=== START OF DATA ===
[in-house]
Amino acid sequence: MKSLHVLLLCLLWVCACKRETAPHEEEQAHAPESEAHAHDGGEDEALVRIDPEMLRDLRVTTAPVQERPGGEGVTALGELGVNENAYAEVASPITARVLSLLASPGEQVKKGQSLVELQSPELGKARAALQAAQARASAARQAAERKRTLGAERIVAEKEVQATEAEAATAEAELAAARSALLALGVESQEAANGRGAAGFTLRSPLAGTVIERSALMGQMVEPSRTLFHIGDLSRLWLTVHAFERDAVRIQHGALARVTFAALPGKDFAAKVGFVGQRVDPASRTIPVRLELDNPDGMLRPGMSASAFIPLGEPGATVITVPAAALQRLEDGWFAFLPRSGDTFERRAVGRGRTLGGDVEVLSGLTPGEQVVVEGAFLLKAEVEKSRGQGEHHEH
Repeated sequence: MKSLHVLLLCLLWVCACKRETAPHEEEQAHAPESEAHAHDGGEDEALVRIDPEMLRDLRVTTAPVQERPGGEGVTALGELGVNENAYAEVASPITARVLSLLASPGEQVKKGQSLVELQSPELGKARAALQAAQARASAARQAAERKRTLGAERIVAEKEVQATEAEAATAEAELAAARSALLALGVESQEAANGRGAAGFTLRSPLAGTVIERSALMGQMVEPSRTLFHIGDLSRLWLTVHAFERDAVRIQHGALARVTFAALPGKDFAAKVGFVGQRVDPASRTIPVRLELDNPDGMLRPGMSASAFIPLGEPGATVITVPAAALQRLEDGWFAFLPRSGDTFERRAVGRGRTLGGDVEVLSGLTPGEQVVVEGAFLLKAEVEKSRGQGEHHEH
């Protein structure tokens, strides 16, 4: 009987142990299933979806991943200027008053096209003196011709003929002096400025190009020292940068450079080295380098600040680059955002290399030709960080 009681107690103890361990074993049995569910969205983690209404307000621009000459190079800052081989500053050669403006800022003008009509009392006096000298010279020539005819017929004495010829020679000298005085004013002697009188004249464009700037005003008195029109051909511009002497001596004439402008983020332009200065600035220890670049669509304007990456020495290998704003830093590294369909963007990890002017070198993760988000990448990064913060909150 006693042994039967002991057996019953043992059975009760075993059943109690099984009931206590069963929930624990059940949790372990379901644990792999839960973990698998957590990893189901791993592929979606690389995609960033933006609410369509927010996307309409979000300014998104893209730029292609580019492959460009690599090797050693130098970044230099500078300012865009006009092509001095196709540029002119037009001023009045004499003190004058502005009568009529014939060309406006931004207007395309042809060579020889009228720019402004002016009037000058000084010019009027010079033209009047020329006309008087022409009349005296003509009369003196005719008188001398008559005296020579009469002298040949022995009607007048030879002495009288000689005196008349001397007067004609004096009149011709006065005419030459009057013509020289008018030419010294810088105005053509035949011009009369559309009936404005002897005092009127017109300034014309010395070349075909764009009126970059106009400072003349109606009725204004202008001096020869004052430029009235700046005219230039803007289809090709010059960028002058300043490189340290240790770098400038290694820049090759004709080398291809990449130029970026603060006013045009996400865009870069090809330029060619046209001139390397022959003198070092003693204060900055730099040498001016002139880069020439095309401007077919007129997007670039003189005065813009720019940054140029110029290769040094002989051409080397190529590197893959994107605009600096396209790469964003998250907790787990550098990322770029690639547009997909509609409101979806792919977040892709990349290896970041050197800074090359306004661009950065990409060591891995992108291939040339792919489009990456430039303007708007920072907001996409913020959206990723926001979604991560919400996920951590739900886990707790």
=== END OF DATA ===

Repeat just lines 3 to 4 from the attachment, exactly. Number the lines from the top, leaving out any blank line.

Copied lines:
Repeated sequence: MKSLHVLLLCLLWVCACKRETAPHEEEQAHAPESEAHAHDGGEDEALVRIDPEMLRDLRVTTAPVQERPGGEGVTALGELGVNENAYAEVASPITARVLSLLASPGEQVKKGQSLVELQSPELGKARAALQAAQARASAARQAAERKRTLGAERIVAEKEVQATEAEAATAEAELAAARSALLALGVESQEAANGRGAAGFTLRSPLAGTVIERSALMGQMVEPSRTLFHIGDLSRLWLTVHAFERDAVRIQHGALARVTFAALPGKDFAAKVGFVGQRVDPASRTIPVRLELDNPDGMLRPGMSASAFIPLGEPGATVITVPAAALQRLEDGWFAFLPRSGDTFERRAVGRGRTLGGDVEVLSGLTPGEQVVVEGAFLLKAEVEKSRGQGEHHEH
């Protein structure tokens, strides 16, 4: 009987142990299933979806991943200027008053096209003196011709003929002096400025190009020292940068450079080295380098600040680059955002290399030709960080 009681107690103890361990074993049995569910969205983690209404307000621009000459190079800052081989500053050669403006800022003008009509009392006096000298010279020539005819017929004495010829020679000298005085004013002697009188004249464009700037005003008195029109051909511009002497001596004439402008983020332009200065600035220890670049669509304007990456020495290998704003830093590294369909963007990890002017070198993760988000990448990064913060909150 006693042994039967002991057996019953043992059975009760075993059943109690099984009931206590069963929930624990059940949790372990379901644990792999839960973990698998957590990893189901791993592929979606690389995609960033933006609410369509927010996307309409979000300014998104893209730029292609580019492959460009690599090797050693130098970044230099500078300012865009006009092509001095196709540029002119037009001023009045004499003190004058502005009568009529014939060309406006931004207007395309042809060579020889009228720019402004002016009037000058000084010019009027010079033209009047020329006309008087022409009349005296003509009369003196005719008188001398008559005296020579009469002298040949022995009607007048030879002495009288000689005196008349001397007067004609004096009149011709006065005419030459009057013509020289008018030419010294810088105005053509035949011009009369559309009936404005002897005092009127017109300034014309010395070349075909764009009126970059106009400072003349109606009725204004202008001096020869004052430029009235700046005219230039803007289809090709010059960028002058300043490189340290240790770098400038290694820049090759004709080398291809990449130029970026603060006013045009996400865009870069090809330029060619046209001139390397022959003198070092003693204060900055730099040498001016002139880069020439095309401007077919007129997007670039003189005065813009720019940054140029110029290769040094002989051409080397190529590197893959994107605009600096396209790469964003998250907790787990550098990322770029690639547009997909509609409101979806792919977040892709990349290896970041050197800074090359306004661009950065990409060591891995992108291939040339792919489009990456430039303007708007920072907001996409913020959206990723926001979604991560919400996920951590739900886990707790």